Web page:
Overall, 17% of our male respondents, and 18% of our female respondents, we currently working outside of an architecture setting, full-time caregivers, or unemployed. Most of these individuals were working in another setting, but still influenced the built environment in some way.
Education: More Focus Needed
The curriculum that both men and women say was most instrumental in preparing them were Design and Design Thinking, Construction Materials and Methods, and Building Systems. Meanwhile, respondents were most likely to say that Professional Practice/Business, Construction Materials and Methods, and Building Systems weren’t addressed fully enough to prepare them for a career in architecture. Women were more likely than men to report needing additional curricular focus on Construction Materials and Methods, and on Building Systems.
Office Tasks for <5 Years Experience
The survey demonstrates clear divisions in the office management tasks that male and female respondents take on within the first five years of their careers. Female respondents with less than 5 years experience more likely than their male counterparts to take on planning office events and managing the office library and less likely to take on more strategic tasks like firm project standards, strategic planning, or firm operations and management
Greatest Obstacles to Licensure
The survey demonstrated that licensure presents many professionals with challenges, with long work hours, the high cost of registration and exams, and low perceived rewards as the most frequently cited challenges. Female respondents were more likely than male respondents to experience every one of these challenges to licensure.
Likelihood of Being a Parent
The next major career pinchpoint – working caregivers – impacts many of our respondents. Amongst those currently practicing architecture, female respondents were less likely to have children than their male counterparts at every level of experience. This could suggest that female practitioners who have children are more likely than male practitioners with children to leave the field, resulting in a higher likelihood of being a practicing father than being a practicing mother. It could also suggest that women who pursue architecture are simply less likely than their male counterparts to become parents. Neither hypothesis can be confirmed by this survey, but this question is worth exploring in future research.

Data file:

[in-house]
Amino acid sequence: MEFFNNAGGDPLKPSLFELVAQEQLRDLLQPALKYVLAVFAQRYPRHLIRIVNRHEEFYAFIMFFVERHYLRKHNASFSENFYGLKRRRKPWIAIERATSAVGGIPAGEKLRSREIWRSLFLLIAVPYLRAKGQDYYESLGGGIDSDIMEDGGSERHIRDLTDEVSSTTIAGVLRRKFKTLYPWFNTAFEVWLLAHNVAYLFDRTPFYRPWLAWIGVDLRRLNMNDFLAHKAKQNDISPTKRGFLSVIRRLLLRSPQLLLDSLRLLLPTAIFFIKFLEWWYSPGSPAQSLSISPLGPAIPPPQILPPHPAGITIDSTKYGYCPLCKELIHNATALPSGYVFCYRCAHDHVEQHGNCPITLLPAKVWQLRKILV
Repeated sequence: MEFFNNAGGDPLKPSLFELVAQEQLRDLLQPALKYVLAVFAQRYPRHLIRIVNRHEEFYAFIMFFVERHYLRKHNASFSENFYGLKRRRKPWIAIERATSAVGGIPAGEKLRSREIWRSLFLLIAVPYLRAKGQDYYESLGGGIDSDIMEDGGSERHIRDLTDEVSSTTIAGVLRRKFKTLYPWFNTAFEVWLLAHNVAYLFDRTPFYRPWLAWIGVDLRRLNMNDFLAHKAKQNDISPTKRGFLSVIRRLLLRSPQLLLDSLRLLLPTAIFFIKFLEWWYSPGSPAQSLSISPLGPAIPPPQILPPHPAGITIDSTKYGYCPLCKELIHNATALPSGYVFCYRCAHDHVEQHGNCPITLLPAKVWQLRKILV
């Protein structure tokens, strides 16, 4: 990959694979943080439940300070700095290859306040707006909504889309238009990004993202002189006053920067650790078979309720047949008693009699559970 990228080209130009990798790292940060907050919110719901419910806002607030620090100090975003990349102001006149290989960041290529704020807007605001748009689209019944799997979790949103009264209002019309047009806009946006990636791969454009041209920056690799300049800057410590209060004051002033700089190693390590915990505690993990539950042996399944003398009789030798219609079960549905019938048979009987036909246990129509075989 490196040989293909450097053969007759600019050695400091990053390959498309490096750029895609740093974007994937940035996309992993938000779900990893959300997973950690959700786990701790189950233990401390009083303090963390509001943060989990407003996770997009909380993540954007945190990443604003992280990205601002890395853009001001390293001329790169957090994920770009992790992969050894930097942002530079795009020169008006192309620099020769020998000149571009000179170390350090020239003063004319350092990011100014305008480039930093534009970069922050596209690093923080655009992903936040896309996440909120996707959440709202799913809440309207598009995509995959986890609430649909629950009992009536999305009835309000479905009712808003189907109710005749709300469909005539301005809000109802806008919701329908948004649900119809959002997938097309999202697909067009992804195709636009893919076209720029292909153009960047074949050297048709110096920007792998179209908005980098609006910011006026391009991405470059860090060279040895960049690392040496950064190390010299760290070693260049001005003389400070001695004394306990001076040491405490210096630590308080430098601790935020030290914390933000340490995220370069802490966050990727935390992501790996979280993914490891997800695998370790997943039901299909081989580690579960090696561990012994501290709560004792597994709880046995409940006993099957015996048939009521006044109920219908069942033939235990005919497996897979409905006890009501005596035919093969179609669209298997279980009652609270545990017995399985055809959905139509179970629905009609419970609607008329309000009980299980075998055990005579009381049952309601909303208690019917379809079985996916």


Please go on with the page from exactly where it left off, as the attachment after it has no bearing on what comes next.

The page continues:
While female respondents were less likely than their male counterparts to be working parents, we found that those who were parents tended to bear more responsibility for childcare. Working mothers were approximately 10 times as likely as their male counterparts to be their children’s primary caregiver (48% of mothers vs. 5% of fathers). Meanwhile, 55% of fathers, and 10% of mothers, reported that their partner did more childcare.
Gender Balance Amongst Firm Leadership
The culmination of all of these pinch points is a glass ceiling that we’ve found persists in architecture. While 8% of our female respondents, and 5% of our male respondents reported working in a firm that was mostly, or completely led by women, the majority of our respondents – male and female—reported working in a firm that was mostly or completely led by men.
Likelihood of Being a Titled Firm Leader